Distributive policy

Why did Google stop its billing policy in India? What does this mean for you?

Google logo. Image Courtesy: Google

Google has discontinued the application of its Play Store billing system for in-app transactions in India.

It comes after India’s Competition Commission (CCI) fined the company Rs 936.44 crore – its second major ruling against the company in recent days – for abusing its dominant position to force application developers to use its integrated payment system. .

What happened?

The company said it was suspending enforcement of the developer requirement while considering its legal options following the TCC ruling.

The company wrote on its FAQ page: “Following the recent ICC ruling, we are suspending enforcement of the requirement for developers to use Google Play’s billing system for the purchase of digital goods and services. for user transactions in India while we review our legal options and ensure we can continue to invest in Android and Play.”

He added that the requirement to use Google Play’s billing system continues to apply to in-app purchases of digital content for users outside India.

Why did this happen?

In its decision, the regulator said that making access to the Play Store for app developers dependent on the mandatory use of GPBS (Google Play’s billing system) for paid apps and in-app purchases constitutes an imposition of an unfair condition to app developers.

CCI also ordered Google not to prevent app developers from using third-party billing/payment processing services to purchase apps.

The commission further stated that the mandatory imposition of this billing system “disrupts the incentives for innovation and the ability of payment processors as well as application developers to undertake technical development and innovate.”

This comes against the backdrop of Indian developers and start-ups planning to step up their lobbying efforts against fees charged by Google for selling apps and services through the Play Store, in line with Mint.

Nearly 97% of India’s 600 million smartphones run on Google’s Android mobile operating system, and startups have banded together in the past to say the payment policy is hurting their businesses, according to Reuters.

Explained why Google stopped its billing policy in India What does this mean for you

Google Play Store. Picture: Tech2

According Indian Express, Paytm’s Vijay Shekhar Sharma and BharatMatrimony’s Murugavel Janakiraman have in the past reported these concerns to the IT Department.

“This decision helps protect our income. We hope Google will implement this permanently as it is not good for Indian digital start-ups – it amounts to a digital tax for us,” said Janakiraman, CEO of BharatMatrimony Group, which runs various apps that help people to find life partners. Reuters.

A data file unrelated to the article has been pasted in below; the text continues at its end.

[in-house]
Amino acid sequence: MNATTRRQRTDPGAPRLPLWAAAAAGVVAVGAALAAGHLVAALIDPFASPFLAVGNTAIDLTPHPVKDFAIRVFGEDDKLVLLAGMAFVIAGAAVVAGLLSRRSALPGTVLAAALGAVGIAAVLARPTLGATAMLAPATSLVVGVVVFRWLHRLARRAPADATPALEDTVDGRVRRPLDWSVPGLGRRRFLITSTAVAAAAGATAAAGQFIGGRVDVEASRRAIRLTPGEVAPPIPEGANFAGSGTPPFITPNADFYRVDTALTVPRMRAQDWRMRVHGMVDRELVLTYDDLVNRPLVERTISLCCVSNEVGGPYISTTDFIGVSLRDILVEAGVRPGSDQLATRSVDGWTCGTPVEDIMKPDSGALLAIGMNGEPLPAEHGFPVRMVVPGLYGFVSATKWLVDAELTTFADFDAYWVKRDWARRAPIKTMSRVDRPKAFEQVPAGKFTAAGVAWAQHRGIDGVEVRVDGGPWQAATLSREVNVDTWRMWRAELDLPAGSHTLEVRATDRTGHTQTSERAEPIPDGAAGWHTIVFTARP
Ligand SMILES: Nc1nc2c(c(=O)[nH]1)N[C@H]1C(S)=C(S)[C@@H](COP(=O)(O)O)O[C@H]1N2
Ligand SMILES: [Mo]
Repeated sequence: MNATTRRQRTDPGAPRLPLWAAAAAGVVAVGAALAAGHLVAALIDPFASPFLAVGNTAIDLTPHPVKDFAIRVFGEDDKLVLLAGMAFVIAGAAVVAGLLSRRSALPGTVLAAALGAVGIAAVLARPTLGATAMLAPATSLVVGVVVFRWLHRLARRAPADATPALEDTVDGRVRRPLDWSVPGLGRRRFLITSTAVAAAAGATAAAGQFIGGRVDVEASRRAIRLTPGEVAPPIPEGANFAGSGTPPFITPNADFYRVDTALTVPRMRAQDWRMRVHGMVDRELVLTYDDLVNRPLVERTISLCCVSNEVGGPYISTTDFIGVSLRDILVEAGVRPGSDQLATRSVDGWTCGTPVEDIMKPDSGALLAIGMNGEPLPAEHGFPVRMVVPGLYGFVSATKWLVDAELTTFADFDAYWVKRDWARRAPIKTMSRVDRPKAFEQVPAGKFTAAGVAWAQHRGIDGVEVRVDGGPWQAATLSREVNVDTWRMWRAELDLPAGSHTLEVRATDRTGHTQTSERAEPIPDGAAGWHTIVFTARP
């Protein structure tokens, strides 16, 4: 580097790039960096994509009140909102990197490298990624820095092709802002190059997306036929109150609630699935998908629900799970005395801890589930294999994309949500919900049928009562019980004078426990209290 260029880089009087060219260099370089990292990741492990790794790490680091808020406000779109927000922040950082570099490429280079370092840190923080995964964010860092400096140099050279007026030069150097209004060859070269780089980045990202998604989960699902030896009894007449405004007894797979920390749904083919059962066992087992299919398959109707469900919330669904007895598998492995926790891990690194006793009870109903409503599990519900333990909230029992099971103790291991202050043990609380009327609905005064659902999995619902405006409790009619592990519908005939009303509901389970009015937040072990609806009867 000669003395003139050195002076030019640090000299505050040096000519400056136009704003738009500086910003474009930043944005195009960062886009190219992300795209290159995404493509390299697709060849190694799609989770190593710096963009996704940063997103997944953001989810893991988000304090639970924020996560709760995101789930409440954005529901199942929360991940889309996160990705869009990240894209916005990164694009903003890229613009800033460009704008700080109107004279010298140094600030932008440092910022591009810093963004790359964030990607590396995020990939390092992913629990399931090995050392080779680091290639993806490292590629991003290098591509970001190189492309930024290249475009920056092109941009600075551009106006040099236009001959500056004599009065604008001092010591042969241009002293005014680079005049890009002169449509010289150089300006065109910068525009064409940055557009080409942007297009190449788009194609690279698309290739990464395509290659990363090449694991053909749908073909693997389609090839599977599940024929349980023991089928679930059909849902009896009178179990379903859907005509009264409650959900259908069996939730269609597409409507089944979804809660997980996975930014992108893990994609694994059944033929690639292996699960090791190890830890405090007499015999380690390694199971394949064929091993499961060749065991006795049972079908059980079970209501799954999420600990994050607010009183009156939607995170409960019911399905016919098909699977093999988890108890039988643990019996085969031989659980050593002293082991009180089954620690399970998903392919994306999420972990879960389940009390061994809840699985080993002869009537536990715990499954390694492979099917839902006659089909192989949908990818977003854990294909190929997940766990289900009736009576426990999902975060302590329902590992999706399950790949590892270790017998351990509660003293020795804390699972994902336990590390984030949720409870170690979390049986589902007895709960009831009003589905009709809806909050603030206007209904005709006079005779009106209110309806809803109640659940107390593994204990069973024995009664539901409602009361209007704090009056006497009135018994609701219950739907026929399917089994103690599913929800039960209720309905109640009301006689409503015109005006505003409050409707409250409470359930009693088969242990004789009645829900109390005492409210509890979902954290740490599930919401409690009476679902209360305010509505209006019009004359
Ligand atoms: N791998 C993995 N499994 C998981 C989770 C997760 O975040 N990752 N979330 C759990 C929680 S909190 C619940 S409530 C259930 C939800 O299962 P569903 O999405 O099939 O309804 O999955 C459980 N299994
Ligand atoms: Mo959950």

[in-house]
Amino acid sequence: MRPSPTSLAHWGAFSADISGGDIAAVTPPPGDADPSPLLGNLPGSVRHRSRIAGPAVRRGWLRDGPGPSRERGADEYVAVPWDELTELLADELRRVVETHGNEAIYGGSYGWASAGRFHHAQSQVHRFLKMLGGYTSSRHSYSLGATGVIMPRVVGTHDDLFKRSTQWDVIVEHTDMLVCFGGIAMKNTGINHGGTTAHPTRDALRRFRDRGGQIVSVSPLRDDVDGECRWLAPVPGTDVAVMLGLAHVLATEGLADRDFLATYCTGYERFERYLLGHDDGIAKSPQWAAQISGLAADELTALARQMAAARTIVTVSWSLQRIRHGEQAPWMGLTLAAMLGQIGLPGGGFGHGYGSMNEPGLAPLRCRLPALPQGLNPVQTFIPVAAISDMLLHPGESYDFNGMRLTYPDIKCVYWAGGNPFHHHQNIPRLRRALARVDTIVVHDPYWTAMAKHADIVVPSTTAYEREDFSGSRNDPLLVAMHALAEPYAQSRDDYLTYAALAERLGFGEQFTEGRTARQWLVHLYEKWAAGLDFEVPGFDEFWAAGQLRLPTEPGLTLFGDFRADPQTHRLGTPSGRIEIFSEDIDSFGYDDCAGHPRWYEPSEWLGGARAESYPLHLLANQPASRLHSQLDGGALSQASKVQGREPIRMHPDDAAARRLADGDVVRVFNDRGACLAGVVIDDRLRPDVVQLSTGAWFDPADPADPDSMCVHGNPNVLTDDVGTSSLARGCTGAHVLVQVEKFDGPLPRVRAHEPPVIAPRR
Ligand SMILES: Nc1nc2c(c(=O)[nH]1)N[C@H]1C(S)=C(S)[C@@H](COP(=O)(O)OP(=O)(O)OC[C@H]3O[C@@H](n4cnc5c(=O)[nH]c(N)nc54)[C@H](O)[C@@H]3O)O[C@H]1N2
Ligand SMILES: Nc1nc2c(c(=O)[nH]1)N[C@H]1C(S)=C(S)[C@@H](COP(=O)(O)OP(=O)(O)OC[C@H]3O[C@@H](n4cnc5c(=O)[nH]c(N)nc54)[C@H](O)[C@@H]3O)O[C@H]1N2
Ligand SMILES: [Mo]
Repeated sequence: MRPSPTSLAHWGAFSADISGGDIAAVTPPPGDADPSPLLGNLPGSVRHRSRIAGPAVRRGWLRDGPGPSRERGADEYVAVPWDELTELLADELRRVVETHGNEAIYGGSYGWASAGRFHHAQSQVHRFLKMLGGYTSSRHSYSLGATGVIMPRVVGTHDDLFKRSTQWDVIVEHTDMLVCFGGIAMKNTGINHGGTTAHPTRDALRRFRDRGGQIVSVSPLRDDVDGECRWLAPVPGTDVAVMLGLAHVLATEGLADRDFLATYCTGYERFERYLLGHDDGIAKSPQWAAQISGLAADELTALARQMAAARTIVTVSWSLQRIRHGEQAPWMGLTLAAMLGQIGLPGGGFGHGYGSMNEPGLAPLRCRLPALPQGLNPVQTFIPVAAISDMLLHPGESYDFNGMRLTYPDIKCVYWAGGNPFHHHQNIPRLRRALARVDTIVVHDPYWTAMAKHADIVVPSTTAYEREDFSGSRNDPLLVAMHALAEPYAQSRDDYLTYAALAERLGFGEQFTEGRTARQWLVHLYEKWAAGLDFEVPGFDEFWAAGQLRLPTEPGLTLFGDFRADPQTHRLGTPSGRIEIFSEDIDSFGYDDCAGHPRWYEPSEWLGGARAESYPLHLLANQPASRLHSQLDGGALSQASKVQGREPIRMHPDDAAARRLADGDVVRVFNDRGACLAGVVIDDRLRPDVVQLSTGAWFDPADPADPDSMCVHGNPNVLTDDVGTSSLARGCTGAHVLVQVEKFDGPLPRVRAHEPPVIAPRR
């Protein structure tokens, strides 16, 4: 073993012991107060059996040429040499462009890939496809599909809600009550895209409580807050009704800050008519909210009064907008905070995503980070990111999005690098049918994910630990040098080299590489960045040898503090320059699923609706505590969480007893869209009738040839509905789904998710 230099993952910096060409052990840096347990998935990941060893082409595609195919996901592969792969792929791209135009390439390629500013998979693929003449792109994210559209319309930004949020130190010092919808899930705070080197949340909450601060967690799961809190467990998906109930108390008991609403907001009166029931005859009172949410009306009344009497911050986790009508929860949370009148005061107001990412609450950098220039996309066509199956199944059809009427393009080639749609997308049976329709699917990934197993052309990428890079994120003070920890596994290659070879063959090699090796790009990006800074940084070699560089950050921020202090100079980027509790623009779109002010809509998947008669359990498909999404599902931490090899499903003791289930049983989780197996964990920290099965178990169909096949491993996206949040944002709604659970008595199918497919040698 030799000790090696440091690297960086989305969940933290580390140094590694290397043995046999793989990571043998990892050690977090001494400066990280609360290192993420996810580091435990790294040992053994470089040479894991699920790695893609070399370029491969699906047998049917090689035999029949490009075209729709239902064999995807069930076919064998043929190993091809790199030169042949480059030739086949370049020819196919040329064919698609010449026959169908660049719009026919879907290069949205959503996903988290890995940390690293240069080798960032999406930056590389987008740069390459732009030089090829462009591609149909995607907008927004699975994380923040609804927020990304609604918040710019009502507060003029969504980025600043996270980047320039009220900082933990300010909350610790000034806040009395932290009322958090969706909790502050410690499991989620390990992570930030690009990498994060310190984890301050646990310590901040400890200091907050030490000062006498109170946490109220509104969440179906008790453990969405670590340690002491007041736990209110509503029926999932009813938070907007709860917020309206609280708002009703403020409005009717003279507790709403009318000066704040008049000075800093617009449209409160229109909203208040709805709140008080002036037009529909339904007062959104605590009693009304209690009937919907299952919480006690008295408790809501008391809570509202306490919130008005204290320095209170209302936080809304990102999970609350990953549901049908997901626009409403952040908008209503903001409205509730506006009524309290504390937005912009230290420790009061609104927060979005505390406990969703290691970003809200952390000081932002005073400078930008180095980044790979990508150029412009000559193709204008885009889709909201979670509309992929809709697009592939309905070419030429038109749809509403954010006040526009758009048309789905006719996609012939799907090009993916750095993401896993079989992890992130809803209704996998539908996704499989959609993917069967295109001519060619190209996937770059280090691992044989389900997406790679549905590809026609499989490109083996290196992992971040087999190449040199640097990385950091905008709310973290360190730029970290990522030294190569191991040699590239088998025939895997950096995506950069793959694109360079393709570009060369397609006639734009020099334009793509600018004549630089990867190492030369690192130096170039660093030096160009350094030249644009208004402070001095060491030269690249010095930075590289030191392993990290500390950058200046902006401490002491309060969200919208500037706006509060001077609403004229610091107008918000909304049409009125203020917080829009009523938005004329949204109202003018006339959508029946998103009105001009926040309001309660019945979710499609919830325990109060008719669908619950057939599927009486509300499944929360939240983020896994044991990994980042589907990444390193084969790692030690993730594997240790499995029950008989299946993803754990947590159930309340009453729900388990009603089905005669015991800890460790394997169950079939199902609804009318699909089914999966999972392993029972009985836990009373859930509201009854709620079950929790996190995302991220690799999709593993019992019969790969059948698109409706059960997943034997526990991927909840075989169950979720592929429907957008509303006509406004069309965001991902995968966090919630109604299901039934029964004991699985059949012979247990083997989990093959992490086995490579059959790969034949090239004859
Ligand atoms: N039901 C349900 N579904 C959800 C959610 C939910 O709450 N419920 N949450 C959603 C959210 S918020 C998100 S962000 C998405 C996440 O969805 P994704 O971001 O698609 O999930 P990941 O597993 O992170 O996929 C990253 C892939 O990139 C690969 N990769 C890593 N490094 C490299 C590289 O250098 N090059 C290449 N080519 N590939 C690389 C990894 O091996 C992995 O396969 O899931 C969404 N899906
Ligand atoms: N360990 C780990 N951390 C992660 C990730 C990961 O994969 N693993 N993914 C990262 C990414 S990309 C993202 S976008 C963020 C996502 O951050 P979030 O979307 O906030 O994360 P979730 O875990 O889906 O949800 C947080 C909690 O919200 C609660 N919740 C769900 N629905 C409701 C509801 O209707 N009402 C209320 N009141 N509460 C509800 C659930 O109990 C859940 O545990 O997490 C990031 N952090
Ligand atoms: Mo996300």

Globally, Google and Apple have come under fire for charging fees in their mobile app stores that are unnecessarily high and costing developers billions of dollars a year. Both reduced fees in many circumstances and said they were necessary to fund a safe and secure mobile ecosystem.

Google previously set October 31 as the deadline for Indian developers to integrate apps into its Google Play billing system, which collects a commission ranging from 15% to 30% for each sale.

This is the third time Google has had to push back the compliance date in India after backlash from start-ups, developers and regulators in India – it previously pushed back the start date to March 2022 and October 2022, according at Indian Express.

According yahoo, Google, for its part, has started allowing alternative payment systems in India, South Korea, Australia and Japan on a pilot basis, charging lower fees.

According Hindustan timeSouth Korea has ordered Google to provide Play Store developers with the option of alternative payment systems.

The country then passed a law prohibiting app platforms from monopolizing payment methods.

The move forced tech giants, including Google, to expand the options available to developers to accept payments for app downloads, services, subscriptions and in-app purchases.

What does this mean for consumers?

Not a lot.

But the developers are another story.

The Google Play Store serves as the main distribution channel for app developers in the Android mobile ecosystem, allowing its owners to capitalize on the apps brought to market.

Indian app developers are not required to use Google’s payment system to conduct all customer transactions.

The ICC had in November 2020 ordered an investigation into the issue of mandatory use of the Google Play Store payment system for paid apps and in-app purchases, according to the report.

The commission at the time said that on its face such a policy was unfair because it “restricts the ability of app developers to select a payment processing system of their choice.”

Google is expected to challenge CCI’s decision in court.

With contributions from agencies

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